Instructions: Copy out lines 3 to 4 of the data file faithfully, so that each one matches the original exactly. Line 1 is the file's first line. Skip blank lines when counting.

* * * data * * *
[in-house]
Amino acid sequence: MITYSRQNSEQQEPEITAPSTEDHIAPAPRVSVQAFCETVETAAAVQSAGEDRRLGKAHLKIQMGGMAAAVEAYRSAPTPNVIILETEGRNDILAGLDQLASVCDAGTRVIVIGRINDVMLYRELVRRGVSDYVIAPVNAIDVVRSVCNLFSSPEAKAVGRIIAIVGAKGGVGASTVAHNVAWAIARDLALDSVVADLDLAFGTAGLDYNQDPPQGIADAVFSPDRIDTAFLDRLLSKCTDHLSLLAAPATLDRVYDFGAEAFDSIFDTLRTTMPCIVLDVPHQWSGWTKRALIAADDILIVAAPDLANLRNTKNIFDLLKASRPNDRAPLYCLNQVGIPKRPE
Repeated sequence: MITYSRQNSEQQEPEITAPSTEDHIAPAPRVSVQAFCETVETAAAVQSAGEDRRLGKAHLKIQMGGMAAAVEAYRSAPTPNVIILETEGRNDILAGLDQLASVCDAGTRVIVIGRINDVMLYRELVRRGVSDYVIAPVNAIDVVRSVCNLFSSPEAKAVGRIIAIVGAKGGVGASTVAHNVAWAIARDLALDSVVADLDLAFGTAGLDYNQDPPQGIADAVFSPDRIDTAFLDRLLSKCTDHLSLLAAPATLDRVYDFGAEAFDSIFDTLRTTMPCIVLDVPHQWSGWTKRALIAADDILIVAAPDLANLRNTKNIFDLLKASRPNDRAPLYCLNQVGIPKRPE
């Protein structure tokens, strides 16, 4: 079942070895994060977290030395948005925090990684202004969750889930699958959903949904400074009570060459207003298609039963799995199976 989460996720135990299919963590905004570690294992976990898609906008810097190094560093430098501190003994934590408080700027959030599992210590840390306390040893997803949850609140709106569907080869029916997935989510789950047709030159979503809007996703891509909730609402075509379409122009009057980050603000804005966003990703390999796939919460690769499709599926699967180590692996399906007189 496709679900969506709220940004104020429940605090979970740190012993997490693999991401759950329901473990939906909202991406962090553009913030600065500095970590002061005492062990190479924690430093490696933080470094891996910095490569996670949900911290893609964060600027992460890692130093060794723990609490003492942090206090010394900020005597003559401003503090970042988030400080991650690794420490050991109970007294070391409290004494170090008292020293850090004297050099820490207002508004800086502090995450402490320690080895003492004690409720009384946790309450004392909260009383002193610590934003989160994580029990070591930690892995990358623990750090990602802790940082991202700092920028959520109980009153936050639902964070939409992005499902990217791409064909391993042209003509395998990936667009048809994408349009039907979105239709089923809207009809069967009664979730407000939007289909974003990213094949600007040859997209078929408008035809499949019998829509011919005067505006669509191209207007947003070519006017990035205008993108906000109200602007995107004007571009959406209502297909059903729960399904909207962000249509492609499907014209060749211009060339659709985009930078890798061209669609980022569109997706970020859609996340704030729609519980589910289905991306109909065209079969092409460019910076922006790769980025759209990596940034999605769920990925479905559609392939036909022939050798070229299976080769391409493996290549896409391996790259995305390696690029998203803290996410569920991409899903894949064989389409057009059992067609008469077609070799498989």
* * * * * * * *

Repeated sequence: MITYSRQNSEQQEPEITAPSTEDHIAPAPRVSVQAFCETVETAAAVQSAGEDRRLGKAHLKIQMGGMAAAVEAYRSAPTPNVIILETEGRNDILAGLDQLASVCDAGTRVIVIGRINDVMLYRELVRRGVSDYVIAPVNAIDVVRSVCNLFSSPEAKAVGRIIAIVGAKGGVGASTVAHNVAWAIARDLALDSVVADLDLAFGTAGLDYNQDPPQGIADAVFSPDRIDTAFLDRLLSKCTDHLSLLAAPATLDRVYDFGAEAFDSIFDTLRTTMPCIVLDVPHQWSGWTKRALIAADDILIVAAPDLANLRNTKNIFDLLKASRPNDRAPLYCLNQVGIPKRPE
């Protein structure tokens, strides 16, 4: 079942070895994060977290030395948005925090990684202004969750889930699958959903949904400074009570060459207003298609039963799995199976 989460996720135990299919963590905004570690294992976990898609906008810097190094560093430098501190003994934590408080700027959030599992210590840390306390040893997803949850609140709106569907080869029916997935989510789950047709030159979503809007996703891509909730609402075509379409122009009057980050603000804005966003990703390999796939919460690769499709599926699967180590692996399906007189 496709679900969506709220940004104020429940605090979970740190012993997490693999991401759950329901473990939906909202991406962090553009913030600065500095970590002061005492062990190479924690430093490696933080470094891996910095490569996670949900911290893609964060600027992460890692130093060794723990609490003492942090206090010394900020005597003559401003503090970042988030400080991650690794420490050991109970007294070391409290004494170090008292020293850090004297050099820490207002508004800086502090995450402490320690080895003492004690409720009384946790309450004392909260009383002193610590934003989160994580029990070591930690892995990358623990750090990602802790940082991202700092920028959520109980009153936050639902964070939409992005499902990217791409064909391993042209003509395998990936667009048809994408349009039907979105239709089923809207009809069967009664979730407000939007289909974003990213094949600007040859997209078929408008035809499949019998829509011919005067505006669509191209207007947003070519006017990035205008993108906000109200602007995107004007571009959406209502297909059903729960399904909207962000249509492609499907014209060749211009060339659709985009930078890798061209669609980022569109997706970020859609996340704030729609519980589910289905991306109909065209079969092409460019910076922006790769980025759209990596940034999605769920990925479905559609392939036909022939050798070229299976080769391409493996290549896409391996790259995305390696690029998203803290996410569920991409899903894949064989389409057009059992067609008469077609070799498989």